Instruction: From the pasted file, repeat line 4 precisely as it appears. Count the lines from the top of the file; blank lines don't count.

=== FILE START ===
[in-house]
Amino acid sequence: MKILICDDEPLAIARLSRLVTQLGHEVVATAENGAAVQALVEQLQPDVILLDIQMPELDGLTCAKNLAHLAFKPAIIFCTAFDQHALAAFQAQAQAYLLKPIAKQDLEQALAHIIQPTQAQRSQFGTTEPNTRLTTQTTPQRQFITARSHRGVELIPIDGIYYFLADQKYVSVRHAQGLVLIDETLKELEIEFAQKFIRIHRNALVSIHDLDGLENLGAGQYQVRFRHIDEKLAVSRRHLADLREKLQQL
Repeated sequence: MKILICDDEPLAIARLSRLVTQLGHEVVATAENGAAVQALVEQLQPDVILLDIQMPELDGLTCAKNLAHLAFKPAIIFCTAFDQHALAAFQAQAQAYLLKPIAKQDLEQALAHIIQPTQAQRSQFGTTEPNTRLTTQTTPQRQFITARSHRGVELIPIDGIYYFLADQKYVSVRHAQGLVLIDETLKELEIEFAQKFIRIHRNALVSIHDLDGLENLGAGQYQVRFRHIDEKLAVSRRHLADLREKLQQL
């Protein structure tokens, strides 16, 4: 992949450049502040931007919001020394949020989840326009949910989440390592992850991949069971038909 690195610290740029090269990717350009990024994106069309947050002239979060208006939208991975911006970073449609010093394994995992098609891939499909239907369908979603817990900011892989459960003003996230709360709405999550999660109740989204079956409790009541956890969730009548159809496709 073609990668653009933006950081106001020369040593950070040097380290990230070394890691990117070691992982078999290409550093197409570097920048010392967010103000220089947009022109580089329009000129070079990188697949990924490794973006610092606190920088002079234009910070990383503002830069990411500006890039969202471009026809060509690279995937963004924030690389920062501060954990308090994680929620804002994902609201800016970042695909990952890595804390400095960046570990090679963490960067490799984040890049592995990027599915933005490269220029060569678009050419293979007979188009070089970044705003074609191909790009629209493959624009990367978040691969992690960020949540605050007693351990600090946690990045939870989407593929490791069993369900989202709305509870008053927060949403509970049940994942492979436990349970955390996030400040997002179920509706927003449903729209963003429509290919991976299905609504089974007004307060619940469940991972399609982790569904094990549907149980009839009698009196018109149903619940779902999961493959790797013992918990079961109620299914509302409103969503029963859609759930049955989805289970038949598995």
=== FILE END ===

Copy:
């Protein structure tokens, strides 16, 4: 992949450049502040931007919001020394949020989840326009949910989440390592992850991949069971038909 690195610290740029090269990717350009990024994106069309947050002239979060208006939208991975911006970073449609010093394994995992098609891939499909239907369908979603817990900011892989459960003003996230709360709405999550999660109740989204079956409790009541956890969730009548159809496709 073609990668653009933006950081106001020369040593950070040097380290990230070394890691990117070691992982078999290409550093197409570097920048010392967010103000220089947009022109580089329009000129070079990188697949990924490794973006610092606190920088002079234009910070990383503002830069990411500006890039969202471009026809060509690279995937963004924030690389920062501060954990308090994680929620804002994902609201800016970042695909990952890595804390400095960046570990090679963490960067490799984040890049592995990027599915933005490269220029060569678009050419293979007979188009070089970044705003074609191909790009629209493959624009990367978040691969992690960020949540605050007693351990600090946690990045939870989407593929490791069993369900989202709305509870008053927060949403509970049940994942492979436990349970955390996030400040997002179920509706927003449903729209963003429509290919991976299905609504089974007004307060619940469940991972399609982790569904094990549907149980009839009698009196018109149903619940779902999961493959790797013992918990079961109620299914509302409103969503029963859609759930049955989805289970038949598995």